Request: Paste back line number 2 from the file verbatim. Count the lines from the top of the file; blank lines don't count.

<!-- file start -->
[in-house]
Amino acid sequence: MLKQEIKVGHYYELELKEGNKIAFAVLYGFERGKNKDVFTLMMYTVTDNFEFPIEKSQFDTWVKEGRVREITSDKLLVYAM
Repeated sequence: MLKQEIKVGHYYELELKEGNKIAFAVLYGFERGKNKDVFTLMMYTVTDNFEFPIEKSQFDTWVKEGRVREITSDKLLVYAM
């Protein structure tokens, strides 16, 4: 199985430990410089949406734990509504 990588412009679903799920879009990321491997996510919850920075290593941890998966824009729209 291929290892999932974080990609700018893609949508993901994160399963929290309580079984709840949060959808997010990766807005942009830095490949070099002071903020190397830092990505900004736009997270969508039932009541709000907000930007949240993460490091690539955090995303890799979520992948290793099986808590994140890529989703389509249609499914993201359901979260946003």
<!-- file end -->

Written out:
Amino acid sequence: MLKQEIKVGHYYELELKEGNKIAFAVLYGFERGKNKDVFTLMMYTVTDNFEFPIEKSQFDTWVKEGRVREITSDKLLVYAM